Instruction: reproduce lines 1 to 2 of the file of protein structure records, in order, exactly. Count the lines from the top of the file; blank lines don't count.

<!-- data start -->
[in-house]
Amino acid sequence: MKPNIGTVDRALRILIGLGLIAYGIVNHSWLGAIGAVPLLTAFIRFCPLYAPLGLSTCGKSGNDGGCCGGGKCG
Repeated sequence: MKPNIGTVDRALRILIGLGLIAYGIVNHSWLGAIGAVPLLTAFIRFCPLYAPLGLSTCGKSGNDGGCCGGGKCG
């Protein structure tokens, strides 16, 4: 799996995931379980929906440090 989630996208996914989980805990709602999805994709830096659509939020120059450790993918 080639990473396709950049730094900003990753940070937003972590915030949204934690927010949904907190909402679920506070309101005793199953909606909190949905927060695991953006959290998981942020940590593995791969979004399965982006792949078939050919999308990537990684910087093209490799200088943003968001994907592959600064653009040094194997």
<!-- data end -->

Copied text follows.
[in-house]
Amino acid sequence: MKPNIGTVDRALRILIGLGLIAYGIVNHSWLGAIGAVPLLTAFIRFCPLYAPLGLSTCGKSGNDGGCCGGGKCG